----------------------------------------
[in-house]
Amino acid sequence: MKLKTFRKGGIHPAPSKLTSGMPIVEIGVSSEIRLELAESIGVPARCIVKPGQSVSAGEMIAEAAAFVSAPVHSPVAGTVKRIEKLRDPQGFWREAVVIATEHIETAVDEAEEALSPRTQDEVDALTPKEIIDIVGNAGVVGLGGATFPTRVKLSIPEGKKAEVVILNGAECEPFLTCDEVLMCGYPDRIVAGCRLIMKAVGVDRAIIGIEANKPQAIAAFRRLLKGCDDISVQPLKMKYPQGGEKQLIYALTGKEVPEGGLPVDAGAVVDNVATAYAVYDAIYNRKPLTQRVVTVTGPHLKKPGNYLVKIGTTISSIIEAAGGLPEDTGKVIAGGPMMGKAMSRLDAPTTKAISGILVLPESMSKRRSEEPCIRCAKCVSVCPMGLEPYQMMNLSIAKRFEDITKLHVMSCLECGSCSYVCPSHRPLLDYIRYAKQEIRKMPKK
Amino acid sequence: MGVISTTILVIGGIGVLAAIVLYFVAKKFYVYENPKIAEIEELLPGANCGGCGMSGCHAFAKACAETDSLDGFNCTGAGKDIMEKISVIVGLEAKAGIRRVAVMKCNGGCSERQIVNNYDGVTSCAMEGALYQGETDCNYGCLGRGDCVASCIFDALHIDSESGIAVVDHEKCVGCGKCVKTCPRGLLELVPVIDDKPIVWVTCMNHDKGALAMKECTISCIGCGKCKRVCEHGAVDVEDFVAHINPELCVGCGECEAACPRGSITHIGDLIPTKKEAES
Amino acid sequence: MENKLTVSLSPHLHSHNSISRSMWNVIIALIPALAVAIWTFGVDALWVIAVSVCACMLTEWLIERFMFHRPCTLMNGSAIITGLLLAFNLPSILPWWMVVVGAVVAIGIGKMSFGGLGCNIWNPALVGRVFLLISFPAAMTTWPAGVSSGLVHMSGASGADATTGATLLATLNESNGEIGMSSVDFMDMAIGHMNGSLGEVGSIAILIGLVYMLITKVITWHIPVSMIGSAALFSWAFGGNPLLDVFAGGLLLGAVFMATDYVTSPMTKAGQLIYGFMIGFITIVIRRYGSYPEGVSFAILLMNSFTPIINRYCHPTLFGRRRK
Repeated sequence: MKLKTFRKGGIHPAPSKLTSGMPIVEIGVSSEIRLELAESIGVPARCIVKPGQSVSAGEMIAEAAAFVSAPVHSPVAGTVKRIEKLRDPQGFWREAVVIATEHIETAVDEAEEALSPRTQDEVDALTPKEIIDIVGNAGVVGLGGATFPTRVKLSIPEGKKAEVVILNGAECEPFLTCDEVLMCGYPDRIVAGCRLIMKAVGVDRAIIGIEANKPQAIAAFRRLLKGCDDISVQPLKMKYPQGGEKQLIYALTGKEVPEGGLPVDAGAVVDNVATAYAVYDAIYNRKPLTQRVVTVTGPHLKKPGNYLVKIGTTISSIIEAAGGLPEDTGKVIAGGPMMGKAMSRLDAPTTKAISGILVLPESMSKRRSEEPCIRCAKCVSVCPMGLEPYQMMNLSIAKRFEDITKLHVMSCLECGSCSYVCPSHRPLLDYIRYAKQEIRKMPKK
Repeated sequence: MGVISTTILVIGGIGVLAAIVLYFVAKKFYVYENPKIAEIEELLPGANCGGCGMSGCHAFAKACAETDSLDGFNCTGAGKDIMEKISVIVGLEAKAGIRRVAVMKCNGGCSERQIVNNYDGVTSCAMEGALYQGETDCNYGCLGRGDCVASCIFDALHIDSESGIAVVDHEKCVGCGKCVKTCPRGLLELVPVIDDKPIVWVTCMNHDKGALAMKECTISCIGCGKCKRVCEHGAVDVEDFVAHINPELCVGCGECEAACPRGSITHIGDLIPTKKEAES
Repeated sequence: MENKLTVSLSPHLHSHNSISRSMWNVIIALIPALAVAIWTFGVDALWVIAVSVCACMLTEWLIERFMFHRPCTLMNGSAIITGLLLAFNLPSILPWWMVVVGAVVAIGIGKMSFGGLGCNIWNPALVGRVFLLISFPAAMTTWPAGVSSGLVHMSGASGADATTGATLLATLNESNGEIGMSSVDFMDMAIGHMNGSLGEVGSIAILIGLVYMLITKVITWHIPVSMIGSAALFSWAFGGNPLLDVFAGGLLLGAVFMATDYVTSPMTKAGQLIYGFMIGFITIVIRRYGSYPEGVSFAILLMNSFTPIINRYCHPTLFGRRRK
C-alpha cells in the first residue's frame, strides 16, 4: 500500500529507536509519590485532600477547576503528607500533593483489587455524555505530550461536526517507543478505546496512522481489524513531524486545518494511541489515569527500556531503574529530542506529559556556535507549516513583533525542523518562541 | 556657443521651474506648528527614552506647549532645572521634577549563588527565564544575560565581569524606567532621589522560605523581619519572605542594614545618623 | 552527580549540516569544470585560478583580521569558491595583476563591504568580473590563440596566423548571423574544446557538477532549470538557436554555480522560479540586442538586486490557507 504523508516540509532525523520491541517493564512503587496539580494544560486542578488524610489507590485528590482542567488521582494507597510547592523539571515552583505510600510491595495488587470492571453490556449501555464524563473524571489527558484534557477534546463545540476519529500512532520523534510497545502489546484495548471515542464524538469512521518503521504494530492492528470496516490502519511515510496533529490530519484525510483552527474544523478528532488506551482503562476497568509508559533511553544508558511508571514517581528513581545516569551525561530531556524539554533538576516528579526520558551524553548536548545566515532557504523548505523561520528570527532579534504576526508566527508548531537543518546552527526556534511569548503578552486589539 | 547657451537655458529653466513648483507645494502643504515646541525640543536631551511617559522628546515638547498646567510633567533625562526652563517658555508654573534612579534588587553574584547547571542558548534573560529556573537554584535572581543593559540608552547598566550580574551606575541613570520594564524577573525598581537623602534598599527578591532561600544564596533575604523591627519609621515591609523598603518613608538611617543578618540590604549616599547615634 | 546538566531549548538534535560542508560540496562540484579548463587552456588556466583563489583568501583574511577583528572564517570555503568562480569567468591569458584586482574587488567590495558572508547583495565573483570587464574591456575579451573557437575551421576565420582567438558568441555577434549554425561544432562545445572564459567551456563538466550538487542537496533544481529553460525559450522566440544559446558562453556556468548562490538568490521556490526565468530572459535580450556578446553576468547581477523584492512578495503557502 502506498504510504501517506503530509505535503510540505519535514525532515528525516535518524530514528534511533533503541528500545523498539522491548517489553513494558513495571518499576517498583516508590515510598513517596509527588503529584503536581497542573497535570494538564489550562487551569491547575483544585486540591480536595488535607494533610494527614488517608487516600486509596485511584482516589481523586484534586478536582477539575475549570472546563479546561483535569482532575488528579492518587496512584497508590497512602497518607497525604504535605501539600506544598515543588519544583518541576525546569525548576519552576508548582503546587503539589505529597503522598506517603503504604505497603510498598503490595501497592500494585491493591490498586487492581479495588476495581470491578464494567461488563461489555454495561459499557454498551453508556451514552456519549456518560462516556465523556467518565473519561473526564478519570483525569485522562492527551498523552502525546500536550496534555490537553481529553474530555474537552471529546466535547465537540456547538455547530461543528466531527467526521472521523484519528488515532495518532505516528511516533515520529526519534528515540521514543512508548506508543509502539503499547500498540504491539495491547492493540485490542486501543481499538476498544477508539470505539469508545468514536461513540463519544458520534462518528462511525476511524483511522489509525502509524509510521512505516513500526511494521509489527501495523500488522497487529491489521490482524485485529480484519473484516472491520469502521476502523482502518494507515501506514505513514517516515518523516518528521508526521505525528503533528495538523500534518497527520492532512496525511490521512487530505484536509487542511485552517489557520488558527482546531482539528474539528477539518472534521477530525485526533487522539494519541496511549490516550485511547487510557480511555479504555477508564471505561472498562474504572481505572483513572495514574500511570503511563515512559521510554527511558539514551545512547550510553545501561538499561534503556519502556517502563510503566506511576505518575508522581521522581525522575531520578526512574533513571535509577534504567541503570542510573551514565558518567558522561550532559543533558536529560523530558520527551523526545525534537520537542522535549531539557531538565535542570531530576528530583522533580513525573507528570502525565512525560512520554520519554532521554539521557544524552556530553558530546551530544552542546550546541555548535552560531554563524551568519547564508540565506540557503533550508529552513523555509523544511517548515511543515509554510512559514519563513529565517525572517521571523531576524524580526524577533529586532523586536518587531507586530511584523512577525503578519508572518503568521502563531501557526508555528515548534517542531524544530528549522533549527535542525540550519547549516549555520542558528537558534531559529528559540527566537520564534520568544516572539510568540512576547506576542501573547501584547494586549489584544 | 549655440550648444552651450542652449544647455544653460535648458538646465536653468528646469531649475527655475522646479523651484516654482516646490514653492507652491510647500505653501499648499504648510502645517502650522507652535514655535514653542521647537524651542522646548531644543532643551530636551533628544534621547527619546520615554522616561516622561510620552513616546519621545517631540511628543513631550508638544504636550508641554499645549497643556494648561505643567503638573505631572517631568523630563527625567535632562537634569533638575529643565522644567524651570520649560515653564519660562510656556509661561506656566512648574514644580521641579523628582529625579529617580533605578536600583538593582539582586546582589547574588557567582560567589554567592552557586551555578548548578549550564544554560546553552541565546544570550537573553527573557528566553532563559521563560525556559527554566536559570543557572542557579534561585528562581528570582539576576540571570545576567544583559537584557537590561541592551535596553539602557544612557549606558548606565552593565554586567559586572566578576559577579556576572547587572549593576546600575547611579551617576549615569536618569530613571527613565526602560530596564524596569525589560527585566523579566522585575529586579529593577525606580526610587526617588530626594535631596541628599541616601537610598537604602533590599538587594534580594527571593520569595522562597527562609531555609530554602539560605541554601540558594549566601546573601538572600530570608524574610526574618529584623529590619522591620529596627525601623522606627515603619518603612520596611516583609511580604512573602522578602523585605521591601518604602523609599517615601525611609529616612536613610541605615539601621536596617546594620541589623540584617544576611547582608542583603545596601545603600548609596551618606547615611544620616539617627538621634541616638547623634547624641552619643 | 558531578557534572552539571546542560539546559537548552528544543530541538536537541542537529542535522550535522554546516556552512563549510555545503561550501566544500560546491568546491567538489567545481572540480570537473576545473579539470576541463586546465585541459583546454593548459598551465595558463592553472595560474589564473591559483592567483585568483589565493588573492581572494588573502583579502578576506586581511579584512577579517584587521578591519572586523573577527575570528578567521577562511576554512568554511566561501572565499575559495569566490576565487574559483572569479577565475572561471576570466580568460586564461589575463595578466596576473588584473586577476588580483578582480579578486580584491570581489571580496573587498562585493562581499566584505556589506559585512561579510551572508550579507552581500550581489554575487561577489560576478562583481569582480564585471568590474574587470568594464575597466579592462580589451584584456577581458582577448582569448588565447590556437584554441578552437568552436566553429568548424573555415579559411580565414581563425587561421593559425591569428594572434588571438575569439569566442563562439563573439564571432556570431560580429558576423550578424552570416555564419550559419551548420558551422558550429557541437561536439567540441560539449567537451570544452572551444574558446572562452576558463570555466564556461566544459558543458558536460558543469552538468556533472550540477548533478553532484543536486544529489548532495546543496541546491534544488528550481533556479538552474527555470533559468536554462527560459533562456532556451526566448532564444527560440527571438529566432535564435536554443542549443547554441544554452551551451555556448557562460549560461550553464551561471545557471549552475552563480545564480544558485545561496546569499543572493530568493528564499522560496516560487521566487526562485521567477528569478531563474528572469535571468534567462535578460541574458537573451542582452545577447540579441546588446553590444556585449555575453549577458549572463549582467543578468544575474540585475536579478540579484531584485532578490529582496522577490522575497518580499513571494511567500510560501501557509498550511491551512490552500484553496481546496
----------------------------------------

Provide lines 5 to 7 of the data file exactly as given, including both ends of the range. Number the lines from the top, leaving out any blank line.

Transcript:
Repeated sequence: MKLKTFRKGGIHPAPSKLTSGMPIVEIGVSSEIRLELAESIGVPARCIVKPGQSVSAGEMIAEAAAFVSAPVHSPVAGTVKRIEKLRDPQGFWREAVVIATEHIETAVDEAEEALSPRTQDEVDALTPKEIIDIVGNAGVVGLGGATFPTRVKLSIPEGKKAEVVILNGAECEPFLTCDEVLMCGYPDRIVAGCRLIMKAVGVDRAIIGIEANKPQAIAAFRRLLKGCDDISVQPLKMKYPQGGEKQLIYALTGKEVPEGGLPVDAGAVVDNVATAYAVYDAIYNRKPLTQRVVTVTGPHLKKPGNYLVKIGTTISSIIEAAGGLPEDTGKVIAGGPMMGKAMSRLDAPTTKAISGILVLPESMSKRRSEEPCIRCAKCVSVCPMGLEPYQMMNLSIAKRFEDITKLHVMSCLECGSCSYVCPSHRPLLDYIRYAKQEIRKMPKK
Repeated sequence: MGVISTTILVIGGIGVLAAIVLYFVAKKFYVYENPKIAEIEELLPGANCGGCGMSGCHAFAKACAETDSLDGFNCTGAGKDIMEKISVIVGLEAKAGIRRVAVMKCNGGCSERQIVNNYDGVTSCAMEGALYQGETDCNYGCLGRGDCVASCIFDALHIDSESGIAVVDHEKCVGCGKCVKTCPRGLLELVPVIDDKPIVWVTCMNHDKGALAMKECTISCIGCGKCKRVCEHGAVDVEDFVAHINPELCVGCGECEAACPRGSITHIGDLIPTKKEAES
Repeated sequence: MENKLTVSLSPHLHSHNSISRSMWNVIIALIPALAVAIWTFGVDALWVIAVSVCACMLTEWLIERFMFHRPCTLMNGSAIITGLLLAFNLPSILPWWMVVVGAVVAIGIGKMSFGGLGCNIWNPALVGRVFLLISFPAAMTTWPAGVSSGLVHMSGASGADATTGATLLATLNESNGEIGMSSVDFMDMAIGHMNGSLGEVGSIAILIGLVYMLITKVITWHIPVSMIGSAALFSWAFGGNPLLDVFAGGLLLGAVFMATDYVTSPMTKAGQLIYGFMIGFITIVIRRYGSYPEGVSFAILLMNSFTPIINRYCHPTLFGRRRK